Dow B. Hover had two children, both of whom are now in their seventies and still live in Germantown. They have not paid much attention to the political debate swirling around the death penalty. In fact, neither likes to think much about the issue at all. But on a recent Saturday, Hover's children finally decided to discuss their family's secret. They spoke to the Voice about their father, his execution work, and his own life's end.

On August 5, 1953, a headline in The New York Times declared: "State Executioner Quits." At the time, the executioner's name was well-known. Joseph P. Francel had held the job for 14 years; his name regularly appeared in the media. Just two months earlier, he'd pulled the switch that sent 2,000 volts of electricity into the bodies of Julius and Ethel Rosenberg. The married couple, convicted of conspiring to steal atomic secrets for the Soviets, were the most famous of the 137 people Francel executed.

Dow B. Hover, 52, replaced Francel, securing the job through his contacts at the Columbia County sheriff's office. Like his five predecessors, Hover was a trained electrician. Now, in addition to his work as a deputy sheriff, Hover would earn $150 every time he put on a suit, made the 160-mile round-trip to Sing Sing, and pulled the switch for the electric chair. (Adjusted for inflation, this $150 payment is equivalent to about $1,000 today.) Hover would also receive gas money, usually eight cents per mile. Soon, typed one-page letters from Wilfred L. Denno, Sing Sing's warden, began arriving at his home, notifying him of every scheduled execution.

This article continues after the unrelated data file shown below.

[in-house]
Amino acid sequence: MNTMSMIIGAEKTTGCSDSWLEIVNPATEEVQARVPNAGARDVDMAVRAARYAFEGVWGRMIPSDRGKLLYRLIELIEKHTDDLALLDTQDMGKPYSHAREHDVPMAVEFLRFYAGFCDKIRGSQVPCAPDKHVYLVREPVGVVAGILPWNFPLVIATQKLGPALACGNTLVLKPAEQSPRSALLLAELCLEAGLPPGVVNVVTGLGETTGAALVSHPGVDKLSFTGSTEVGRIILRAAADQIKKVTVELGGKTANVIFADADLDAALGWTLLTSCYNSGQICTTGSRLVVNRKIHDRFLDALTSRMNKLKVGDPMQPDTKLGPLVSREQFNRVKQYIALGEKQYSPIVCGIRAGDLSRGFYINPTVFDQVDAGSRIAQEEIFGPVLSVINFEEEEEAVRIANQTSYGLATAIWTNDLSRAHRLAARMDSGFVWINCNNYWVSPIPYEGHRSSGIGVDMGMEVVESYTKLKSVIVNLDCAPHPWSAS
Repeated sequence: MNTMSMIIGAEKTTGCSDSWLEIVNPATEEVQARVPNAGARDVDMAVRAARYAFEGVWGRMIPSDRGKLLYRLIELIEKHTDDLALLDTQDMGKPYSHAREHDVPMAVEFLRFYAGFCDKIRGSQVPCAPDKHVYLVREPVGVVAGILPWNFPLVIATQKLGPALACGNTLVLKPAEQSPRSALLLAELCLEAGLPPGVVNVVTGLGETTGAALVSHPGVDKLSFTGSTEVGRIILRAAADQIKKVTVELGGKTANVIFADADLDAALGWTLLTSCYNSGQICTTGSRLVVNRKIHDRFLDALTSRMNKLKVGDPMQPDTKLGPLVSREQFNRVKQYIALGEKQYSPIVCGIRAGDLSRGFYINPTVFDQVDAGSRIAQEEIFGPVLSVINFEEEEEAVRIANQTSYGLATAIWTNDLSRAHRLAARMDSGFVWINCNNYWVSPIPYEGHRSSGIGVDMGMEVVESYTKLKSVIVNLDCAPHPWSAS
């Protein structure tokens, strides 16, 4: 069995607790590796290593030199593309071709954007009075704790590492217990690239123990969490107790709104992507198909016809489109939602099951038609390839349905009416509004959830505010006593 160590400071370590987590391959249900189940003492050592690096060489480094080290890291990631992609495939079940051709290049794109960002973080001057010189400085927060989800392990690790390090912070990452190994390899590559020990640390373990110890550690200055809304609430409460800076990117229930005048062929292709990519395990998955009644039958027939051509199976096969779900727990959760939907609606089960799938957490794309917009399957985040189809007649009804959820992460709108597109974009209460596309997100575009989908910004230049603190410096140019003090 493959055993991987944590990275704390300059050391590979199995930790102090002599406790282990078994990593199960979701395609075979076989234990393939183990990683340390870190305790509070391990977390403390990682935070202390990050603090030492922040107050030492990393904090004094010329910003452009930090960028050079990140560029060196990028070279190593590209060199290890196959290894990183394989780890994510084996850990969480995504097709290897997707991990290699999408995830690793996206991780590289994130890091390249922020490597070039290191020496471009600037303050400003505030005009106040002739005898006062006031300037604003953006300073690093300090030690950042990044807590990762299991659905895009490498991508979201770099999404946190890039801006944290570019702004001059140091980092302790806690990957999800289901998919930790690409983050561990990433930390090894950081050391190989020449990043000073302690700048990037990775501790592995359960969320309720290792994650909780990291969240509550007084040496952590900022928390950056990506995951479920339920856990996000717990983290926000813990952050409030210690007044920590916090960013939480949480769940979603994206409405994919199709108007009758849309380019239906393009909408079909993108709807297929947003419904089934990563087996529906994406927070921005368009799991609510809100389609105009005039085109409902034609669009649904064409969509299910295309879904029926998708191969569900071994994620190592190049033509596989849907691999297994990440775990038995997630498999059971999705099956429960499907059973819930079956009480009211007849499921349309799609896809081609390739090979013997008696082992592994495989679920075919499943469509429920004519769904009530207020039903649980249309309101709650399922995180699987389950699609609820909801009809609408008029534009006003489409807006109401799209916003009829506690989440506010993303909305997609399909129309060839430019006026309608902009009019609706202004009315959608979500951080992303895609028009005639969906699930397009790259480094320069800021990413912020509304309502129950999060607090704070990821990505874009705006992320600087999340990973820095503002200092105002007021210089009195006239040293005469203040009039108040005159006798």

One of the first people Hover was hired to execute was 40-year-old Gerhard Puff. In 1952, Puff traveled from Kansas City to Manhattan with his 17-year-old wife, Annie Laurie. By then, Puff's résumé as a bank robber had already earned him a spot on the FBI's Ten Most Wanted list. Shortly after Puff and his wife arrived at the Congress Hotel on West 69th Street, FBI agents flooded the lobby. The agents were waiting for Puff to emerge from an elevator. Instead, Puff snuck down the stairs, then approached one of the agents and shot the man, killing him.

Puff's execution was scheduled for Thursday, August 12, 1954, at 11 p.m., the usual appointed time for executions. That night, Hover left his Germantown home at 6:30 and arrived at Sing Sing at 9:30, according to travel records he kept. In the meantime, guards had already brought Puff his last meal: fried chicken, cranberry sauce, sweet potatoes, brussels sprouts, asparagus tips, salad, and strawberry shortcake. Shortly before 11, two guards led Puff down a 20-foot corridor to the electric chair and ordered him to sit. They fastened five leather straps across his body. A mask was placed over his face and electrodes were attached to his leg and head.

Standing in an alcove adjacent to the death room, facing a switchboard, Hover could see Puff. It was his duty to lower the lever, but not for so long that the body began to cook. Not so long that the reporters and other witnesses seated out front could smell burning flesh. Some men required more shocks than others, and there was a certain skill involved in making sure that Puff was electrocuted just long enough to kill him. At 11:08 p.m., a doctor pressed a stethoscope over Puff's heart and declared him dead.

By 11:30, Hover was back in his car, heading north. This time he appears to have sped more quickly along Route 9G. According to Hover's travel log, he pulled into his driveway at 1:30 a.m.

A few days later, Hover received a letter from Sing Sing's warden with two checks—"one in the amount of $150.00 and the other in the amount of $12.80 covering your services at this institution in the case of Gerhard A. Puff." The language in these letters was always the same—exceedingly formal and intentionally cryptic.



The victim

Special Agent Joseph John Brock, 44, married and the father of three children.